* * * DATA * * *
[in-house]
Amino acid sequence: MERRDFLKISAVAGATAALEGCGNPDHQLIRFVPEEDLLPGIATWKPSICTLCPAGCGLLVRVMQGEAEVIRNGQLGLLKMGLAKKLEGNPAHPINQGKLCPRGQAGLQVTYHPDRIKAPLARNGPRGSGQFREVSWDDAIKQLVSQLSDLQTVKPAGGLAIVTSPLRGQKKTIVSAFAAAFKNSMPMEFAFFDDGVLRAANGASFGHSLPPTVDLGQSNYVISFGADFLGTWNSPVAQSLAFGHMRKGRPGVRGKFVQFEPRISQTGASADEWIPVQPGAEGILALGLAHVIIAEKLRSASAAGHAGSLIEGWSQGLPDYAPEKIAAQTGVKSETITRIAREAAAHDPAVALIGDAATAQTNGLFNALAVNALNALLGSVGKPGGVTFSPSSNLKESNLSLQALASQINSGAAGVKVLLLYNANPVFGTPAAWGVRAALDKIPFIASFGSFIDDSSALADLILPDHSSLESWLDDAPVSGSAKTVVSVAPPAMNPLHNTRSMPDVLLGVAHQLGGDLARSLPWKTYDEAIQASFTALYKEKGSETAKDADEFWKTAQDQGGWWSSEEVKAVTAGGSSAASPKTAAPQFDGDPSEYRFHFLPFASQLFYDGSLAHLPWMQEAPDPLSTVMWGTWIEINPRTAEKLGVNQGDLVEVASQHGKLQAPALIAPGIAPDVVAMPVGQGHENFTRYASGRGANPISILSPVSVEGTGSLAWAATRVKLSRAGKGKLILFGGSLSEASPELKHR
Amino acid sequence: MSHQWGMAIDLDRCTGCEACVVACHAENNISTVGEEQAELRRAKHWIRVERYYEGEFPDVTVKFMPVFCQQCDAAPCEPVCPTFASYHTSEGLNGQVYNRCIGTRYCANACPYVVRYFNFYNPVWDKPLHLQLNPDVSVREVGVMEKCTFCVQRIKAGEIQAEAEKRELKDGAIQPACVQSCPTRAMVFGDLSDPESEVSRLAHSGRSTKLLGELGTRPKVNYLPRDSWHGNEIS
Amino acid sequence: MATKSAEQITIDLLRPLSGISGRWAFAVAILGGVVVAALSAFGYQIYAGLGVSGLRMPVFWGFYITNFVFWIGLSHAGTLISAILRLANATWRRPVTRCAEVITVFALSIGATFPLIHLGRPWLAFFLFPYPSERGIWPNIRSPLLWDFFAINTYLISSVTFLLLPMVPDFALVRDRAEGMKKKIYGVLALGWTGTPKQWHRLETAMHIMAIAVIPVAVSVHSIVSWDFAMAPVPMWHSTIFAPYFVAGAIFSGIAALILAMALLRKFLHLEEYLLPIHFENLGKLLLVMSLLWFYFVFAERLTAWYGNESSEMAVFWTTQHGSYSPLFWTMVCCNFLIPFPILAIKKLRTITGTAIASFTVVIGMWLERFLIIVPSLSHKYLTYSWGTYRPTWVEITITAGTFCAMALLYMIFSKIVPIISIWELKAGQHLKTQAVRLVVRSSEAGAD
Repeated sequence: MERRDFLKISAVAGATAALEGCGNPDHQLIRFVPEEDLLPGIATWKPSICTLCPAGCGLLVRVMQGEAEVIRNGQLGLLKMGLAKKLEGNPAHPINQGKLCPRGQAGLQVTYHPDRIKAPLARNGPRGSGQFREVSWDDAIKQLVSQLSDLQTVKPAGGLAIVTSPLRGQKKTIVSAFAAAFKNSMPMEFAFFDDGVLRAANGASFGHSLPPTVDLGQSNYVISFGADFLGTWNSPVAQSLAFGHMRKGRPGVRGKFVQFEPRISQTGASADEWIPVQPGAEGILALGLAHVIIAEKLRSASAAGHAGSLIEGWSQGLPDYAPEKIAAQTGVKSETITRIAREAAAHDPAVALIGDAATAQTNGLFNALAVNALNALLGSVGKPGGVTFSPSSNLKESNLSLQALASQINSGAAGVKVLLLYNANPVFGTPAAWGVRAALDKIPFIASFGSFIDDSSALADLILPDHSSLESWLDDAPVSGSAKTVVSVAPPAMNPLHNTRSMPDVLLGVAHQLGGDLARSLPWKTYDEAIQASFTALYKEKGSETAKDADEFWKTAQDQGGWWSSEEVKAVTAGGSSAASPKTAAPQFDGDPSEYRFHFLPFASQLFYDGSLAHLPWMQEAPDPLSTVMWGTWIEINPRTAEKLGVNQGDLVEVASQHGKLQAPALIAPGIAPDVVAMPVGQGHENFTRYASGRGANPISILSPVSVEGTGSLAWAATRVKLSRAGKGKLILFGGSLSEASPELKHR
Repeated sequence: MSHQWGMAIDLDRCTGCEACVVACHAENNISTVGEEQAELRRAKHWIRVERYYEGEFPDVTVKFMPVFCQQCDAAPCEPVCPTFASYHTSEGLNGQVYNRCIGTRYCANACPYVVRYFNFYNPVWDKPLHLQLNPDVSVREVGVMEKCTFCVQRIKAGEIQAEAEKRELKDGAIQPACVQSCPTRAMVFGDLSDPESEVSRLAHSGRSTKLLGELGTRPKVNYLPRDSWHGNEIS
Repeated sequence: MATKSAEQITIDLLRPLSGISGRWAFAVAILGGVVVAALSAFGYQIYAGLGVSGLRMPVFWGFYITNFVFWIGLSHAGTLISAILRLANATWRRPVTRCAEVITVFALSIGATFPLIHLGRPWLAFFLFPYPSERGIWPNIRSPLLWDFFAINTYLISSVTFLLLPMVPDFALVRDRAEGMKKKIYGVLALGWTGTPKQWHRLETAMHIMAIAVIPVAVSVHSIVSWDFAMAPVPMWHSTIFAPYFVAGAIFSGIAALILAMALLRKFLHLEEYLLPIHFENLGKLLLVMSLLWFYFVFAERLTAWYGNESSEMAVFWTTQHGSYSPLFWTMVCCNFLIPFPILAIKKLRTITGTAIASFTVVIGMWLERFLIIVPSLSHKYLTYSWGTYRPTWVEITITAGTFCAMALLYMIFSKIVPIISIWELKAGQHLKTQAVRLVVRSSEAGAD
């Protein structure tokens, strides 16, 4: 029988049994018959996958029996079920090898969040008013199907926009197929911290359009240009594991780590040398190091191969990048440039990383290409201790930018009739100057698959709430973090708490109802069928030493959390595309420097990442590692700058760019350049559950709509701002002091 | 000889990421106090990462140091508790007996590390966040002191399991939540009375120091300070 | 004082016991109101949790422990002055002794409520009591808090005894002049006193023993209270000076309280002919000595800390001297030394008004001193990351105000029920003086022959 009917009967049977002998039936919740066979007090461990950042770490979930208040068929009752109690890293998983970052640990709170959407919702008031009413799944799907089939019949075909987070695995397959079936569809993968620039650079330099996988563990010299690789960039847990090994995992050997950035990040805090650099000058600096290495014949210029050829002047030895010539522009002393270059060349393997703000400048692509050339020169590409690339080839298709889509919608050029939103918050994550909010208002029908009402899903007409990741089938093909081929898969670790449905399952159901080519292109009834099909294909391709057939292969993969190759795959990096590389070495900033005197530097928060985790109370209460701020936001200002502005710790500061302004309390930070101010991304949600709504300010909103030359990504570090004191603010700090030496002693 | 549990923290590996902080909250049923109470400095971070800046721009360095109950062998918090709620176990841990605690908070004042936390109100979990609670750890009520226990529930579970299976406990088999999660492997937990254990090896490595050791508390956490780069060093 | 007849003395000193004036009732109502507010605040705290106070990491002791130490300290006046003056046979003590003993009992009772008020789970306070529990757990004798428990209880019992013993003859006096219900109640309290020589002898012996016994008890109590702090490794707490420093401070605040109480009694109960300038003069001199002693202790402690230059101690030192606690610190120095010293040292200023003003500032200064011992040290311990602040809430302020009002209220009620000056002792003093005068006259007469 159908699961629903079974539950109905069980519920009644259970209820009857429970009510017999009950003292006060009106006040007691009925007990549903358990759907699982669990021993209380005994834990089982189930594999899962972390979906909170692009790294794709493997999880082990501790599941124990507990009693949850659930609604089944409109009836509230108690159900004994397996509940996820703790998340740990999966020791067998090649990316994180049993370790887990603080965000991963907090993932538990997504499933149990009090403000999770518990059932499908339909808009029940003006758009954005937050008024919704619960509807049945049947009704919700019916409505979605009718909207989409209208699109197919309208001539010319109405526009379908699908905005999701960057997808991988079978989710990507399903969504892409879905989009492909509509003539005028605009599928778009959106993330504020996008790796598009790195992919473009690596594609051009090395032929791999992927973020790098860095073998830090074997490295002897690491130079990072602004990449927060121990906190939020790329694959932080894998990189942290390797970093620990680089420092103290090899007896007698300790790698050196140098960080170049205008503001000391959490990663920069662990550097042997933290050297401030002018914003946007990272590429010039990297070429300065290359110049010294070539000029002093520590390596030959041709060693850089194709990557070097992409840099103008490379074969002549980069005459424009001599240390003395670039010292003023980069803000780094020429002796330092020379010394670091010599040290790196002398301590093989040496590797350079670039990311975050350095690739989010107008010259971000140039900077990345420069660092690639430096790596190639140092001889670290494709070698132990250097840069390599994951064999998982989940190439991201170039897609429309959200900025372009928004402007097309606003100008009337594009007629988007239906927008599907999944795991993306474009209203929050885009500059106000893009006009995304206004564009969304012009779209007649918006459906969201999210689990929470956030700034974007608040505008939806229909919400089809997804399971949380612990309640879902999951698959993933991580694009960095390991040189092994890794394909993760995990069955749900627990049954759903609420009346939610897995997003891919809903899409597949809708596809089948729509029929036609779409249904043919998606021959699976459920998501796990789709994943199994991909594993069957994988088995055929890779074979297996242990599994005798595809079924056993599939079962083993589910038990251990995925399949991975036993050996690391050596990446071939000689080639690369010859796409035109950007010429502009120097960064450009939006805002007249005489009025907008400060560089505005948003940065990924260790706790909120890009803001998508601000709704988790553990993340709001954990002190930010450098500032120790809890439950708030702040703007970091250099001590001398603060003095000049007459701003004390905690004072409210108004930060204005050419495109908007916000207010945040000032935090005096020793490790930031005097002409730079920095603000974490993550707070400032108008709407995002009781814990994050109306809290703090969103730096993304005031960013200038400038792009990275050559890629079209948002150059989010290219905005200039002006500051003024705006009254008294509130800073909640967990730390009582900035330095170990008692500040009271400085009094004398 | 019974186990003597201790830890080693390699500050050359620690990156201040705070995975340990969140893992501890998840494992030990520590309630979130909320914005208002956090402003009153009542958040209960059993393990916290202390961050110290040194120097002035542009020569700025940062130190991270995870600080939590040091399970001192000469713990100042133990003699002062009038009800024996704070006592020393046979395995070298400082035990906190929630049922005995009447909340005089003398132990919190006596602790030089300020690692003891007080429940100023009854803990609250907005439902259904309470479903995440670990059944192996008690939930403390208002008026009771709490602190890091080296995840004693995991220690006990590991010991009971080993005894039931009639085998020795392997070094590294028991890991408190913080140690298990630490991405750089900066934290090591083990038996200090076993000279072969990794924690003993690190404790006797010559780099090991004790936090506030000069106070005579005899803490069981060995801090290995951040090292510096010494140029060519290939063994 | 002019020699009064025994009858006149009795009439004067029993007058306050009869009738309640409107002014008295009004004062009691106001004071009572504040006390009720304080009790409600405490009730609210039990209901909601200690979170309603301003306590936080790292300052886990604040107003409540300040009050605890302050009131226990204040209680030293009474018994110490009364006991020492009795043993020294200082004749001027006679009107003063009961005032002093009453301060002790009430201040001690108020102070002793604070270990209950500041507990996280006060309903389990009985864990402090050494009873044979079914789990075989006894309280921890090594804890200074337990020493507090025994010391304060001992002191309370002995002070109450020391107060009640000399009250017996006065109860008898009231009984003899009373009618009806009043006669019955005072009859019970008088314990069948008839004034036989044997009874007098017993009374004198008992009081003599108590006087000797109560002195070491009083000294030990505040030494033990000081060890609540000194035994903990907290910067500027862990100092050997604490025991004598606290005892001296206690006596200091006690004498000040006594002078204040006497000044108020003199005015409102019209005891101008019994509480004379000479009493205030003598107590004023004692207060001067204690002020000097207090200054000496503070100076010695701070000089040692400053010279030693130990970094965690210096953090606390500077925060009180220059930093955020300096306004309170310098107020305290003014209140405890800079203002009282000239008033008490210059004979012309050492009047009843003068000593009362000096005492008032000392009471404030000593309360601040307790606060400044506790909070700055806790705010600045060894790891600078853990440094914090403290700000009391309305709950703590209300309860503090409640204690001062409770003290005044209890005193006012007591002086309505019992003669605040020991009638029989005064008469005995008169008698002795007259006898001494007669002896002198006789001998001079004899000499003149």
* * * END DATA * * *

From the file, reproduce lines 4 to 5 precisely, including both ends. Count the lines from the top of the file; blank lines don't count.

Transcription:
Amino acid sequence: MATKSAEQITIDLLRPLSGISGRWAFAVAILGGVVVAALSAFGYQIYAGLGVSGLRMPVFWGFYITNFVFWIGLSHAGTLISAILRLANATWRRPVTRCAEVITVFALSIGATFPLIHLGRPWLAFFLFPYPSERGIWPNIRSPLLWDFFAINTYLISSVTFLLLPMVPDFALVRDRAEGMKKKIYGVLALGWTGTPKQWHRLETAMHIMAIAVIPVAVSVHSIVSWDFAMAPVPMWHSTIFAPYFVAGAIFSGIAALILAMALLRKFLHLEEYLLPIHFENLGKLLLVMSLLWFYFVFAERLTAWYGNESSEMAVFWTTQHGSYSPLFWTMVCCNFLIPFPILAIKKLRTITGTAIASFTVVIGMWLERFLIIVPSLSHKYLTYSWGTYRPTWVEITITAGTFCAMALLYMIFSKIVPIISIWELKAGQHLKTQAVRLVVRSSEAGAD
Repeated sequence: MERRDFLKISAVAGATAALEGCGNPDHQLIRFVPEEDLLPGIATWKPSICTLCPAGCGLLVRVMQGEAEVIRNGQLGLLKMGLAKKLEGNPAHPINQGKLCPRGQAGLQVTYHPDRIKAPLARNGPRGSGQFREVSWDDAIKQLVSQLSDLQTVKPAGGLAIVTSPLRGQKKTIVSAFAAAFKNSMPMEFAFFDDGVLRAANGASFGHSLPPTVDLGQSNYVISFGADFLGTWNSPVAQSLAFGHMRKGRPGVRGKFVQFEPRISQTGASADEWIPVQPGAEGILALGLAHVIIAEKLRSASAAGHAGSLIEGWSQGLPDYAPEKIAAQTGVKSETITRIAREAAAHDPAVALIGDAATAQTNGLFNALAVNALNALLGSVGKPGGVTFSPSSNLKESNLSLQALASQINSGAAGVKVLLLYNANPVFGTPAAWGVRAALDKIPFIASFGSFIDDSSALADLILPDHSSLESWLDDAPVSGSAKTVVSVAPPAMNPLHNTRSMPDVLLGVAHQLGGDLARSLPWKTYDEAIQASFTALYKEKGSETAKDADEFWKTAQDQGGWWSSEEVKAVTAGGSSAASPKTAAPQFDGDPSEYRFHFLPFASQLFYDGSLAHLPWMQEAPDPLSTVMWGTWIEINPRTAEKLGVNQGDLVEVASQHGKLQAPALIAPGIAPDVVAMPVGQGHENFTRYASGRGANPISILSPVSVEGTGSLAWAATRVKLSRAGKGKLILFGGSLSEASPELKHR